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Loran and Tristan Strawberries: Two Terrific New Varieties

2 kids holding bowls of new strawberries
The neighborhood kids get to share in the harvest from our extremely productive strawberry plants.

By Steve Bible

Note: Bonnie Plants no longer carries Tristan strawberries.

A couple of years ago, I had the opportunity to trial two brand new strawberries from Europe, Loran and Tristan, at my own home. I planted the Loran strawberries along with some lavender and violas in the tall concrete planters that stand in front of my house. The Tristan strawberries I planted in a backyard plot alongside some rosemary, then put marigolds around the border. (As you can tell, I love these kinds of combination gardens.) Then I let nature grow them all for me, though I did add a little fertilizer a couple of times.

The concrete planters filled out nicely, and the Loran strawberries bloomed with an abundance of white flowers. The garden area in my back yard also grew well, but the Tristan strawberries bloomed with beautiful deep pink flowers. Many of my neighbors, the mail delivery person, even people passing by our house on the road noticed the flowers and asked about them. They were all pleasantly surprised when I told them that they were strawberries!

pot of Tristan strawberries (new strawberries)
Tristan strawberries, with their gorgeous rose-colored blooms, grow beautifully in pots.

My 96-year-old grandmother mentioned to me that she knew strawberries had white flowers, but had never seen any with deep pink blooms. So we planted some pink ones in the flower box on her back porch, and she showed them to all of the friends who stopped by to visit.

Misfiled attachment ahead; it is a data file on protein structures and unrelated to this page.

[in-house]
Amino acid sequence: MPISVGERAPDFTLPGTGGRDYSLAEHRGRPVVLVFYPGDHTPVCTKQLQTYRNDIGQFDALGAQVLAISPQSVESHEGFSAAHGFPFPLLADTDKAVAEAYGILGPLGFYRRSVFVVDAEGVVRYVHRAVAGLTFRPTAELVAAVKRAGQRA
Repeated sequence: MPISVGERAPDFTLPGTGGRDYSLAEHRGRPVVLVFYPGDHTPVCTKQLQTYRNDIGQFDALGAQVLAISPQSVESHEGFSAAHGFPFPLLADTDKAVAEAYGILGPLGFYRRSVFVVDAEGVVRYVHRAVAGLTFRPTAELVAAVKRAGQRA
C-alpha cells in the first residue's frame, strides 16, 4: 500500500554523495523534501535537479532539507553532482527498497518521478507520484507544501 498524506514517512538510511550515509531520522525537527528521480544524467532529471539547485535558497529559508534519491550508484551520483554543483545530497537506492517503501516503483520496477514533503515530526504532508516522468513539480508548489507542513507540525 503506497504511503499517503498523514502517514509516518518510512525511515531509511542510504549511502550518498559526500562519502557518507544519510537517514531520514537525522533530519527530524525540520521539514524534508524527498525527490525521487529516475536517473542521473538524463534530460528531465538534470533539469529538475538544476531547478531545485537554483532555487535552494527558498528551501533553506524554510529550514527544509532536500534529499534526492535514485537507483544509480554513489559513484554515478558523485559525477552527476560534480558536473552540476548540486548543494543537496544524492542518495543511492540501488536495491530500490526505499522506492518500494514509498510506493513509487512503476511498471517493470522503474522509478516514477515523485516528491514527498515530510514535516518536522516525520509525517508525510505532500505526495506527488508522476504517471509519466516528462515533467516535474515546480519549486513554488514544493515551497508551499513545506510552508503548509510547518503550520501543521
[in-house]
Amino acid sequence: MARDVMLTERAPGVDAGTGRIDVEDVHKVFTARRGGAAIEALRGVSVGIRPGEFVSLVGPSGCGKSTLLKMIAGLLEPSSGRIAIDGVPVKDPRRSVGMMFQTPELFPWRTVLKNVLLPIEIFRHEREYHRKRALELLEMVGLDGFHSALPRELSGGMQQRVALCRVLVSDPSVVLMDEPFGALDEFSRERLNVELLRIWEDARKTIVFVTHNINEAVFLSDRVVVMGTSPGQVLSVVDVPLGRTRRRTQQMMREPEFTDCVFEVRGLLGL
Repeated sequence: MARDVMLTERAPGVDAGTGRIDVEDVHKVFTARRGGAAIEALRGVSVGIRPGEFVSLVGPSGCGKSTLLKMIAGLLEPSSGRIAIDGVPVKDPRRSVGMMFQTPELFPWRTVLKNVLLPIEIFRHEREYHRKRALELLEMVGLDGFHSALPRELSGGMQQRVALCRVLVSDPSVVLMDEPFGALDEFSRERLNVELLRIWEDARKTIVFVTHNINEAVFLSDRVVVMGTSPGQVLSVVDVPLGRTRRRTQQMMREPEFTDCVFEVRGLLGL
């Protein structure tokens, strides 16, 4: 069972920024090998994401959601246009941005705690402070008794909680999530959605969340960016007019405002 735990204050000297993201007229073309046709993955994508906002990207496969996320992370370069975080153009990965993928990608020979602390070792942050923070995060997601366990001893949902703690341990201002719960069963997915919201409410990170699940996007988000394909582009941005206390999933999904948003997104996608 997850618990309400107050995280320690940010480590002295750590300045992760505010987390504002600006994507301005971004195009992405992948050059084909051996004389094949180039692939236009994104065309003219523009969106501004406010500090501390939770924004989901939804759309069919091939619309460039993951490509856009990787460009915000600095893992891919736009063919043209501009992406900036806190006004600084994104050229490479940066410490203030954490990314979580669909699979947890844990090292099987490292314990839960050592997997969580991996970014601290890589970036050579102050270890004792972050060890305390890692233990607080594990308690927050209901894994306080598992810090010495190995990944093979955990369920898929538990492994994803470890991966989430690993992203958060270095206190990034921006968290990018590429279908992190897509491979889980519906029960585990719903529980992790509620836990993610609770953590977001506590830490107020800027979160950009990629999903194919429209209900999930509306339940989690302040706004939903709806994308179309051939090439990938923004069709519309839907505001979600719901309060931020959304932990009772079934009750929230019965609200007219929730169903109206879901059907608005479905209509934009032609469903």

The story, of course, does not end there. A few weeks later, those flowers had turned into tasty strawberries. Our 6-year-old enjoyed this as much as we did (and still do)—he helped plant them, pick them, and eat them—and I like that he learned that strawberries don’t just come from the grocery store. There’s nothing like fresh strawberries!

pot of Loran strawberries (new strawberries)
Loran strawberry plants are compact, making them ideal for edging or containers.

Probably the best part of the story, though, is that we were able to pick strawberries from these plants throughout the spring and summer and even into early fall. My son would put the extras into containers, then drive his battery-powered 4-wheeler to our neighbors’ to deliver fresh strawberries. That was a lot of fun to watch. They came back even stronger last year, and I’m confident we’ll be getting loads of flowers and berries this year as well.

It makes no difference if you are a beginner gardener or someone with lots of experience: I think Loran and Tristan strawberries should be on everyone’s “must have” list for spring planting — especially now that Bonnie Plants is carrying them! Not only do the plants need minimal care, but they’re also gorgeous “edible ornamentals.” They exhibit showy, colorful flowers that turn into large-fruited, tasty strawberries. Whether planted in the ground, as part of the landscape, in patio pots or hanging baskets, or in window boxes, these edible jewels are simply irresistible.

Steve Bible is the account manager representative for Express Seed Company, which supplies Tristan and Loran strawberry seeds to Bonnie Plants.

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